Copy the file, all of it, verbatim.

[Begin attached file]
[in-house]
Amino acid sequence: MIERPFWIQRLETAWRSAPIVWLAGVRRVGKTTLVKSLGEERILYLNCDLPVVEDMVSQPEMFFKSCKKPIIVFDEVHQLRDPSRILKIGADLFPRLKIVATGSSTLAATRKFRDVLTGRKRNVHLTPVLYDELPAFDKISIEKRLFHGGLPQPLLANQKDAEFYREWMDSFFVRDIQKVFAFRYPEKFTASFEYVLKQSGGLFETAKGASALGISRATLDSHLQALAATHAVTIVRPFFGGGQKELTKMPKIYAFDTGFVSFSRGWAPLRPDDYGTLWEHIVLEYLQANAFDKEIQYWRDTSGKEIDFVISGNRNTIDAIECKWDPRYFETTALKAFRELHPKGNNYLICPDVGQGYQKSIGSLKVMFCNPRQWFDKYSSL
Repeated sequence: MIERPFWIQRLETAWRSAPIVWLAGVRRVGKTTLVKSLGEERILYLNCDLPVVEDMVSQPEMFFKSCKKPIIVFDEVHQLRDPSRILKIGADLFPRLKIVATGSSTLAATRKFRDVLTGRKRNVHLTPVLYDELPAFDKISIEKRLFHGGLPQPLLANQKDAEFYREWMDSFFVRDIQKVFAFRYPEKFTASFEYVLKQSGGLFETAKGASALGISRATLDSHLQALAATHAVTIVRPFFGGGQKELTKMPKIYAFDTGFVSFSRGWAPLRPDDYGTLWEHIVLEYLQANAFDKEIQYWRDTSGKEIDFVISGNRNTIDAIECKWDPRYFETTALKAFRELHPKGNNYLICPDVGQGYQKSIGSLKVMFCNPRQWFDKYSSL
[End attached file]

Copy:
[in-house]
Amino acid sequence: MIERPFWIQRLETAWRSAPIVWLAGVRRVGKTTLVKSLGEERILYLNCDLPVVEDMVSQPEMFFKSCKKPIIVFDEVHQLRDPSRILKIGADLFPRLKIVATGSSTLAATRKFRDVLTGRKRNVHLTPVLYDELPAFDKISIEKRLFHGGLPQPLLANQKDAEFYREWMDSFFVRDIQKVFAFRYPEKFTASFEYVLKQSGGLFETAKGASALGISRATLDSHLQALAATHAVTIVRPFFGGGQKELTKMPKIYAFDTGFVSFSRGWAPLRPDDYGTLWEHIVLEYLQANAFDKEIQYWRDTSGKEIDFVISGNRNTIDAIECKWDPRYFETTALKAFRELHPKGNNYLICPDVGQGYQKSIGSLKVMFCNPRQWFDKYSSL
Repeated sequence: MIERPFWIQRLETAWRSAPIVWLAGVRRVGKTTLVKSLGEERILYLNCDLPVVEDMVSQPEMFFKSCKKPIIVFDEVHQLRDPSRILKIGADLFPRLKIVATGSSTLAATRKFRDVLTGRKRNVHLTPVLYDELPAFDKISIEKRLFHGGLPQPLLANQKDAEFYREWMDSFFVRDIQKVFAFRYPEKFTASFEYVLKQSGGLFETAKGASALGISRATLDSHLQALAATHAVTIVRPFFGGGQKELTKMPKIYAFDTGFVSFSRGWAPLRPDDYGTLWEHIVLEYLQANAFDKEIQYWRDTSGKEIDFVISGNRNTIDAIECKWDPRYFETTALKAFRELHPKGNNYLICPDVGQGYQKSIGSLKVMFCNPRQWFDKYSSL